Any Given Sunday (or Monday or Thursday)

If you happened to be around a television this past week, you know that football season has commenced. That means legions of fantasy league players come out of the woodwork, everyone becomes an expert on statistics, and your local team are heroes/villains every Thursday, Sunday, and Monday, and that one friend gets lost in a black hole of football. 


For sneakerheads, football seasons means another type of shoe to paint, collect, and customize.

(Source: @kreativecustomkicks)

As unlikely as it may be, you may have seen footwear’s arguably biggest name, Kanye, pop up in football news this week. Unfortunately, it wasn’t because he interrupted a game to talk about Beyoncé and why she had the best Super Bowl performance ever last year. Instead, it was the Yeezy Boost Cleats he’s been sending some of football’s biggest, and up-and-coming stars.


First, a pair of high top cleats modeled after the Yeezy Boost 750s turned up on Denver Broncos star Von Miller’s Twitter.

(Source: Millerlite40)

Then, Houston Texans receiver DeAndre Hopkins unveiled a pair that looked very much like the sneaker that started the craze, the Yeezy 350 Turtledove. More pairs turned up on the feeds of Minnesota Vikings' Adrian Peterson and Buffalo Bills' Sammy Watkins—all were confirmed to be ‘official’ adidas Football cleats.

(Source: @Nukdabomb)

This seems to be the first instance of one of the big sportswear companies stepping into to a more high fashion or perhaps “forward” cleat. Compared to the typical technical and utilitarian football cleat, these are in another league. Basically, they’re the same aesthetic Kanye’s been pushing with his Yeezy Season line, but they’ll be put to the test on the gridiron this season. So far, it seemed like Miller’s faired pretty well on Bronc’s season opener.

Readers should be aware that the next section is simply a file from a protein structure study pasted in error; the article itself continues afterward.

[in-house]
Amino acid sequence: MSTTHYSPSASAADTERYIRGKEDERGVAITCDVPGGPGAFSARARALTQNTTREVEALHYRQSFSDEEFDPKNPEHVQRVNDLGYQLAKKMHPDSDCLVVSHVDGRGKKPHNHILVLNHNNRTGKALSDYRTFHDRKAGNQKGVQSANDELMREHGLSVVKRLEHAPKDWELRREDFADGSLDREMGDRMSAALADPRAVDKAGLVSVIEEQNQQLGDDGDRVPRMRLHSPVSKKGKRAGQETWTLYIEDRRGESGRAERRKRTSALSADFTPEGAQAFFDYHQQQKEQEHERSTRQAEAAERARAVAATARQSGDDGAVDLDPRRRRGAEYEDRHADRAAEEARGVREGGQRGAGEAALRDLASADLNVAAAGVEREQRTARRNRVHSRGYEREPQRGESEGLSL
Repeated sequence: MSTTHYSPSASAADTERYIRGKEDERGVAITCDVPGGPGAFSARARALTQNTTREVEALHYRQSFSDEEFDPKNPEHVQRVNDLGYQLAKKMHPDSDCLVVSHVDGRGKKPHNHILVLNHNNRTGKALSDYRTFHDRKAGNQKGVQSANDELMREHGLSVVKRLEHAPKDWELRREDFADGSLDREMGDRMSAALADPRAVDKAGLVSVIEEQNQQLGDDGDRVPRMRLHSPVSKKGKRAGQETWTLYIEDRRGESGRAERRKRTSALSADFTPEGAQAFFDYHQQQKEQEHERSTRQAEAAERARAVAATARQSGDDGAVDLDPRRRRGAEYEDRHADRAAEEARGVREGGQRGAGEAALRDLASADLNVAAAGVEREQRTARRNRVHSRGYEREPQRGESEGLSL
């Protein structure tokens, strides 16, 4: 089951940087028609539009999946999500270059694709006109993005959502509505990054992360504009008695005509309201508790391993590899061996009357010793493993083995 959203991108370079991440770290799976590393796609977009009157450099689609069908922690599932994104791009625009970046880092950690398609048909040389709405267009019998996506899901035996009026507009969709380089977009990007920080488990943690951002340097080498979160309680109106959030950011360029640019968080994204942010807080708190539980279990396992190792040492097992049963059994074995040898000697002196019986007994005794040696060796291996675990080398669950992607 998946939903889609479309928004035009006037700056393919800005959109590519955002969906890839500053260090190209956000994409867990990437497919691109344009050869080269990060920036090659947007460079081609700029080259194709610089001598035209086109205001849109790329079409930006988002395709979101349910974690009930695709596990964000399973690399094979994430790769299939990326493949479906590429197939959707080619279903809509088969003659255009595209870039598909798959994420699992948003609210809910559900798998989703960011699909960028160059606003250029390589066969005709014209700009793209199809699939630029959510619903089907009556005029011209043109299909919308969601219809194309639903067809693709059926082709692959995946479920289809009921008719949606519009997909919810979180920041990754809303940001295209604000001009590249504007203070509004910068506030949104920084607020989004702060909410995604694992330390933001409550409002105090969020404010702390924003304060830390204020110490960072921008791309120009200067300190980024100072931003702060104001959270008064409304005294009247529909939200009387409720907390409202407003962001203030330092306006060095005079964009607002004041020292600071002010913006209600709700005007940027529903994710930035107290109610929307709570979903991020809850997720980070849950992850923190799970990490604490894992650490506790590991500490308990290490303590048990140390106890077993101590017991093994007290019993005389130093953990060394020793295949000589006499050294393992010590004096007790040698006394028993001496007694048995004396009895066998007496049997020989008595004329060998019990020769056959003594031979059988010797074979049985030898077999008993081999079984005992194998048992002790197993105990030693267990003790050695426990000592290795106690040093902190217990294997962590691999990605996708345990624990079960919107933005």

Of course the custom sneaker community knows that for years now, athletes have been pushing their on-field style to new boundaries with custom cleats. This isn’t a surprise as athletes as a whole have gone from plugging their sponsor with generic warm-up gear to being named GQ’s man of the year and hanging out at fashion shoes. So it seemed logical, at least to the sneakerheads, that some more of the more fashion-forward players would take their style sensibility with them into the game. And on the flip side, some big names in sneaker customization broke into the mainstream by way of ESPN.


(Source: @_theheyyman)

While Kanye’s foray into cleats is pretty cool, having 1/100 Yeezy’s might not be as rare as a one-off from a guy like our sponsored artists _theheyyman and True Blue Customs.

(Source: @_theheyyman)

(Source: @truebluecustoms)

With so many up-and-coming sneaker customizers out there perfecting their skill, there’s something to be said for having a one-of-one pair custom cleatsmade for you.

(Source: @tkcustoms)